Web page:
As the worldwide Occupy movement continues to run into resistance from police and governing authorities, one innovative organization dedicated to facilitating crowd-funded community solar energy projects has issued a global call for people to “Occupy Rooftops” on November 20, asking them to identify their local buildings with roof-space best suited for solar installations and to snap and upload photos of the empty, unused real-estate.
Eventually, the organization, Solar Mosaic, in conjunction with some 20 major national partners, will award a number of $1,000 planning grants those communities who are serious about pursuing solar on a grassroots scale. But first it needs to spread the word about Community Solar Day on November 20.
To this end, the organization has turned to social media and other Web tools to raise awareness, creating a Facebook page, a Meetup.com event and Vimeo videos pitching the idea. According to the Meetup page at the time of this posting, 94 communities around the world are set to participate.
“Our goal is to create clean energy for the people and by the people,” said Lisa Curtis, communications manager at Solar Mosaic, in a telephone interview with TPM. “We want to help provide people with the resources they need to do that. It’s no coincidence that the financial industry and the fossil fuel industry are very intertwined, and are together creating our dependence on fossil fuels. What we want to do is use this ‘Occupy’ momentum and focus on on the ground solutions, what we can do right now, without waiting for politicians.”
To participate, Solar Mosaic is asking people to follow a simple three-step process: “1) Find a building where you want to see solar in your hood, 2) Gather an allstar community solar team, 3) Snap a picture in front of your dream community solar project & send it to firstname.lastname@example.org.”
While the organization doesn’t specifically endorse climbing atop the potential solar-site rooftops, especially those which are off limits, Curtis told TPM that “We’ve had a couple who told us they are going to climb on the roof and take photos from there, and we’re open to that.”
The organization’s Community Solar Day FAQ website notes that it isn’t necessary for participants to get atop the roof, simply standing in front of the building for the photo will be enough.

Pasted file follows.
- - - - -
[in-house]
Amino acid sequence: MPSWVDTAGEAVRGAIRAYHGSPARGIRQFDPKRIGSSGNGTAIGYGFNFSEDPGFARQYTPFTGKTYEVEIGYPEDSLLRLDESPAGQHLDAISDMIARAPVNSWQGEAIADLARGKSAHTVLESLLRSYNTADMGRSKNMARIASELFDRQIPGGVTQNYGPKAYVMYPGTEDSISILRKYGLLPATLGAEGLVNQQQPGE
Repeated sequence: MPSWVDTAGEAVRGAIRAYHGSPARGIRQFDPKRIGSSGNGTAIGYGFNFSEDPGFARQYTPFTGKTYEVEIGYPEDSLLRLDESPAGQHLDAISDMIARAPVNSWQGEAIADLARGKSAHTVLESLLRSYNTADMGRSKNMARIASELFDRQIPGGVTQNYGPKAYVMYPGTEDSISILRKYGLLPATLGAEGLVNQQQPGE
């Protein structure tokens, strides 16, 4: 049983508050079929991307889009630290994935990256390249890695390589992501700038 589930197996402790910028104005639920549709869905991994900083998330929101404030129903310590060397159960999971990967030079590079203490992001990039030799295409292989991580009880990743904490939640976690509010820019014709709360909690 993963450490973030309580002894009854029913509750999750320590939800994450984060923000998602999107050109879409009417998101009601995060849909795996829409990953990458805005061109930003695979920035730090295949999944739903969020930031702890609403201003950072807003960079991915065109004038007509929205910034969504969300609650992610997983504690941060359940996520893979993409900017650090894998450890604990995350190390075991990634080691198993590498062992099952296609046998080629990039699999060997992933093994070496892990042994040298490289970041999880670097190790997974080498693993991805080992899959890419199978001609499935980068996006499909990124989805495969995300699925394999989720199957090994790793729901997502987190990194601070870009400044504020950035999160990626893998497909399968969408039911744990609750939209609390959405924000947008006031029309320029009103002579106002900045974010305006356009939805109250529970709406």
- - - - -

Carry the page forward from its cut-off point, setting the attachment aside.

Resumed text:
As Curtis put it on the Solar Mosaic blog:
There are two definitions of “occupy.” The first has to do with residing in a certain space— this is a definition that we’ve seen from Wall St. in NYC to Zhengzhou, China with frustrated protesters occupying major financial districts and expressing their anger at the inequities of the global financial system. The second definition is a little different, it has to do with taking up a certain space or time. While this can be interpreted many ways, I tend to think of it optimistically as occupying a once unused space with something more positive, like solar.
Solar Mosaic will then be offering free site assessments, distributing guides to participants on how to go about starting their own community solar projects and will follow-up with the event organizers about taking their plans to fruition. The number of $1,000 grants Solar Mosaic will give out depends on how many people participate and are serious about pursuing Community Solar, according to Curtis.
Curtis also noted that one of the nation’s largest solar companies was bankrolling the grants process, but declined to name the company per their agreement.
Solar Mosaic, a Berkeley, California-based startup organization, was founded in 2010 with the goal of creating a “Kickstarter”-like model for solar energy, wherein community groups seeking to create their own solar installations can raise funds for their projects from locals online by selling “tiles,” or shares of the proposed solar installation. A building that agrees to host the solar array on its rooftop then purchases solar energy from the installation, and the original investors get paid back. Any leftover money is used by Solar Mosaic to start other solar projects.
So far, the organization has experienced success with its first community-financed solar installation, a 28.8 kW installation atop the Asian Resource Centre in Oakland, Ca., which was inaugurated in October after selling 890 tiles out of a total 982, Giga OM reported.
Solar Mosaic expects that project to save $100,000 in operating costs over the next 20 years.
Curtis said that since then, the organization has received calls for assistance from small communities around the globe, prompting Solar Mosaic to organize the first Community Solar Day.
“We’ve been getting really good feedback already,” Curtis said, “We’d love to do it annually.”
For more on how Solar Mosaic’s business model works, check out the following video.